Located on Los Angeles’ First Street Bridge, the Center for Architecture in Los Angeles proposes a connection between two very dissimilar communities. Both Boyle Heights and the Arts District are characterized by concentrated nodes, or pockets of industry, recreation, and cultural expression. CALA proposes to physically and programatically bridge the two neighborhoods with opportunities for collaboration and engagement. The design uses one repeated and reoriented volume to provide structural support, house new programs, and present a new way of engaging experiencing the existing bridge.
Elevate provides an opportunity for affordable housing to populate otherwise ignored sites in Los Angeles. The proposal fills the maximum allowable square footage and raises a building well above the ground. This gesture provides 80 units offered in four arrangements to accommodate families of different sizes. The ground floor includes a community room and a basketball court, as a means of encouraging use by after-school programs, recreational activities and local events.
Layered Living is a housing proposal focused on the ubiquitous infill sites in Downtown Los Angeles. The project explores the ways in which co-living provides myriad levels of privacy, amenities, and resources. Adjacent to Pershing Square, Grand Central Market, and the Bradbury Building, the site pays homage to historic downtown while also addressing a growing concern for urban housing. Layered Living is inspired by the anatomy of a heart, providing tiers of sunlight access as a means of increasing available units.
Chuckwalla Stop proposes a new entrance to Joshua Tree National Park intended to orient visitors to the unique experience of the park while directly addressing the needs of the Park Rangers. The design combines extraordinary moments with an ease of construction and maintenance accommodated by passive cooling and precast concrete assembly. This proposal challenges precast concrete to balance regularization with design complexity as well as thermal mass with a desired flexibility.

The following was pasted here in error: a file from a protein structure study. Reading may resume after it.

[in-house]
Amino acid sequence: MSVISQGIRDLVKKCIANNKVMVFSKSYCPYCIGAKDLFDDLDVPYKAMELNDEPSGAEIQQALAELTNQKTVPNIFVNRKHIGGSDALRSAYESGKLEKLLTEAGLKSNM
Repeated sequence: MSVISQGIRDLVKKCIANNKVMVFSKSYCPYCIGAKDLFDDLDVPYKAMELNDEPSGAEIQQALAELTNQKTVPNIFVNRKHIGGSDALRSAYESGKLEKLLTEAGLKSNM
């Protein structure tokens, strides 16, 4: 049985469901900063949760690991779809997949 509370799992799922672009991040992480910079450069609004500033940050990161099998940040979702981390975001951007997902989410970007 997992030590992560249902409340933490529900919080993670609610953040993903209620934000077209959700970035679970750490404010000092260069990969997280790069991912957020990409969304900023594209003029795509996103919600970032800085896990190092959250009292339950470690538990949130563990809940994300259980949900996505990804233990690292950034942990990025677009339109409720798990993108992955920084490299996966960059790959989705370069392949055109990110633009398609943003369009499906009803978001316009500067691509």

Located in the Arts District, this project studies the evolution of office buildings in Los Angeles, looking specifically at their plans and the role of each in addressing changing trends. As users ascend through the building they are offered different options of rentable spaces. The building begins to fill the site, expanding on a ten foot grid. This project is an exploration of CLT and Heavy Timber as an emerging construction technique for mid-rise buildings. Wood presents new challenges to current building standards, while also providing opportunities for prefabrication, on-site assembly, and material expression.
This competition submittal presented a remodel of an office building in Santa Monica which prioritizes the union between creative office space and access to nature. The design employs several techniques which could be readily employed by traditional office buildings looking to transition toward contemporary trends. Vertical landscaping is incorporated as well as an embellishment of current planting around the site. A major digital display feature becomes an opportunity to communicate directly with surroundings. The traditional lobby shrinks to accommodate a larger entrance that blurs interior and exterior.
Worked on this competition submittal as Intern Designer at Struere, Los Angeles
This remodel proposes one specific repositioning of a house within Gregory Ain’s 1940’s Mar Vista Housing Tract for an employee of one of the several nearby industrial companies. The home seeks to rationalize the existing Modernist house with the desires of a contemporary homeowner. By imposing a new roof structure the design partially encloses private backyard as well as an iconic street-facing differentiation from its neighbors. This added form is derived from an analysis of an industrial carbon storage tank which uses a system of rotations about an axis to organize its contents.
Silverlake Library draws on its proximity to Richard Neutra’s VDL House as an exploration of the maximum potential for relief within a dense urban context. Whereas its precedent is confined to a rather small, bounded site, the Library sits alone amidst a public park. The design employs a single continuous space as a means of programmatic organization and circulation. Rising from the ground the Library iconically overlooks the adjacent reservoir and out to Elysian and Griffith Parks. With the decreasing popularity of libraries Silverlake hopes to engage the community directly with its public infrastructure.
The second millennium was characterized by several waves of industrialization - bringing new attention and activity to areas based upon their strategic location and access to resources both natural and man-made. However, each of these ‘revolutions’ favored new industries over the old, leaving behind unprecedented vacancy and neglected manufacturing sites while displacing major populations. Contemporary trends look for opportunities to capitalize on these circumstances in cities, bringing foreign and incompatible commercial activity to these abandoned industrial sites. Instead, Rustopia proposes how these former industrial hot-spots should return to their valuable resources and infrastructure as the basis of new development.